While the newly formed LCC’s and similar groups formed the grassroots civilian resistance to the regime, many of the traditional opposition parties and the Muslim Brotherhood came together in Istanbul to form the Syrian National Council (SNC) and, later, the National Coalition of Revolutionary and Opposition Forces (known as ‘the Coalition’-these were the so-called ‘moderate’ Syrians so much ballyhooed in Washington at the time). The Coalition pretended to be the legitimate opposition, but it was politically dead from the beginning. It kept its offices in Turkey away from the LCC’s and other on-the-ground organizations within Syria; and it was riven by religious, personal and other divisions fomented by forces outside Syria.
Perhaps the most influential of those outside forces was the Turkish state. It had long opposed Assad. It also had conducted decades of genocidal campaigns against the Kurds in Turkey. This ethnic oppression carried over into the Coalition. At the beginning of the uprising masses of Kurds in Syria had marched against the regime. The PKK and its affiliate, the PYD, although significant, were at best passive toward Assad. They were politically isolated. However, in one of the tragedies of the Revolution, the Arab nationalist, traditionalist and bourgeois SNC and Coalition squeezed out the Kurdish representatives (and sidelined the women and the LCC’s). This laid the tracks for the PKK/PYD to make a deal with Assad in 2012 to withdraw his troops from Kurdish areas, letting the PKK/PYD revive and begin repressing anti-Assad activists itself. Subsequently the PKK/PYD took over the entire Kurdish area, now known as Rojava, and began the ‘social experiment’ called ‘democratic confederalism’ now so highly touted by anarchists who should know better.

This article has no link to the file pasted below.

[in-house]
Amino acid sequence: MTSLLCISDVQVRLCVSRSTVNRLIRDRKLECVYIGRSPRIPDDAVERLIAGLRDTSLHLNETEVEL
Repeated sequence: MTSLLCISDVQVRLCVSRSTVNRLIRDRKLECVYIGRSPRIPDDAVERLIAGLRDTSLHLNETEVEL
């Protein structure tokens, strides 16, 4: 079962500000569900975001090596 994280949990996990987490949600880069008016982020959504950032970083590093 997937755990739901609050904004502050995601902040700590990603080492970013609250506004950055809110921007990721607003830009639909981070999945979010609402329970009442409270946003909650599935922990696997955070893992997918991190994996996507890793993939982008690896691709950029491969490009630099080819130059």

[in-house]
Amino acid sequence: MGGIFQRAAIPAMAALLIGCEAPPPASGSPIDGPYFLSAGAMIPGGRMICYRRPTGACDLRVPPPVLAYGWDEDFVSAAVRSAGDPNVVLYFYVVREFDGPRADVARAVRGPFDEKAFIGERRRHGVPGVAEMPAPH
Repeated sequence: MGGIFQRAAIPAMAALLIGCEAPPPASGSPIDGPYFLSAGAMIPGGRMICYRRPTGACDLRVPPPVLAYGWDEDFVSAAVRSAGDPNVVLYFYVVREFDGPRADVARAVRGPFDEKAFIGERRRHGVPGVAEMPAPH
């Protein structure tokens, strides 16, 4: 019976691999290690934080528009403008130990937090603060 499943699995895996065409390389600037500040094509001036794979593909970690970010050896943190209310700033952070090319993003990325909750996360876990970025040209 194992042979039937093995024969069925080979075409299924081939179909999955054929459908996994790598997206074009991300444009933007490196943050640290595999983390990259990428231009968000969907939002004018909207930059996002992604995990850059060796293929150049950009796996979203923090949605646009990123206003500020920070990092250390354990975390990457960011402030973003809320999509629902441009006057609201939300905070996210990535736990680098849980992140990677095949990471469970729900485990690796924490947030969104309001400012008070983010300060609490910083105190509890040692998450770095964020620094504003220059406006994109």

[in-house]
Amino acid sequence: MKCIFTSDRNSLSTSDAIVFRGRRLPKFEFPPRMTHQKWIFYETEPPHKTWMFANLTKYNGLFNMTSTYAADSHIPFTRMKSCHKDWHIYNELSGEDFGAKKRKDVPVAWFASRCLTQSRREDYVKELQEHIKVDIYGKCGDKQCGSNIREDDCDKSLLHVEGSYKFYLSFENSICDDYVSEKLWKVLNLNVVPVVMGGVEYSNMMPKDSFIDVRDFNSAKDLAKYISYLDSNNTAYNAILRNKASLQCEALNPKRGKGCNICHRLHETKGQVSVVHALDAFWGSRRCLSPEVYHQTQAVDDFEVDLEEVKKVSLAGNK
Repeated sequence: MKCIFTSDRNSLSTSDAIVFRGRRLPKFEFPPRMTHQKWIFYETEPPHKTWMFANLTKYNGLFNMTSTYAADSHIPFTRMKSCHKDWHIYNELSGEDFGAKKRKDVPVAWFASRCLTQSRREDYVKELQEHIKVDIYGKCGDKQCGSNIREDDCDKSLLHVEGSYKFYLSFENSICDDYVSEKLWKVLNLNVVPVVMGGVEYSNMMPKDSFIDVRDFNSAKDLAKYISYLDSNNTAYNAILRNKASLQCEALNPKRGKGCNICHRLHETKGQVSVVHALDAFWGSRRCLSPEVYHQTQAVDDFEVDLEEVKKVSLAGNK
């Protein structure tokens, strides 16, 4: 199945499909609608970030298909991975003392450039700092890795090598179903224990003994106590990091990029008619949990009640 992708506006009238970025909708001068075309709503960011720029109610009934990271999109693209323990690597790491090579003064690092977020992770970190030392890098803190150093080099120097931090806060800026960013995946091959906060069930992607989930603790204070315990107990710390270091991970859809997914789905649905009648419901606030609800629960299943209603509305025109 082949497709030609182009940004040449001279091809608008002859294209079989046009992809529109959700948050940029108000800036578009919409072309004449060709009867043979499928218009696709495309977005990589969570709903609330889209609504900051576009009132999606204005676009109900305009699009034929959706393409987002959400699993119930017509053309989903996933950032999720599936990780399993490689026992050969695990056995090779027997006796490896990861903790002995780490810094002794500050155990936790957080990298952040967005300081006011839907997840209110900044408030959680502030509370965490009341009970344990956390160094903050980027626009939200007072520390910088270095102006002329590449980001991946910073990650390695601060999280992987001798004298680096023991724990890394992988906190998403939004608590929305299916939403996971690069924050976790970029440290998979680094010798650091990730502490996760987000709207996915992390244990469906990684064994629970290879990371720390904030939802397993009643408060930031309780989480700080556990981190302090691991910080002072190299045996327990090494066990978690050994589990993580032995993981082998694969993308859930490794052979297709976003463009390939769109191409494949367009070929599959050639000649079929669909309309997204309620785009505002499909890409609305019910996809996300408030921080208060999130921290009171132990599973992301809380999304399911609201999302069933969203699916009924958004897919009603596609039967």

The Syrian Revolution has raised a number of important questions. For example, the National Coordination Body for Democratic Change, a coalition of traditional opposition parties within Syria, came together around non-violence, no foreign intervention and religious sectarianism. At the same time the SNC in Istanbul aided the FSA and was neutral toward foreign intervention. Within the LCC’s and other grassroots groups, non-violence remained an issue literally for years. Also, while the LCC’s exhibited characteristics of incipient dual power, they were never well-coordinated and their major demand was limited to a parliamentary democracy. Later, as the struggle deepened, the land question arose but only in a limited fashion.
Regarding my own views, I don’t think the Revolution had any choice except to take up arms after Assad began massacring, bombing and gassing people. I also believe that intervention by foreign states (like the U.S. or NATO countries) would have come to no good end. One only can look at what foreign intervention by Russia, Saudi Arabia, Qatar, Turkey, Iran and Israel already has done. As to the LCC’s, my view would be to fight for their political independence with a perspective of them becoming the basic bodies of a revolutionary cooperative commonwealth.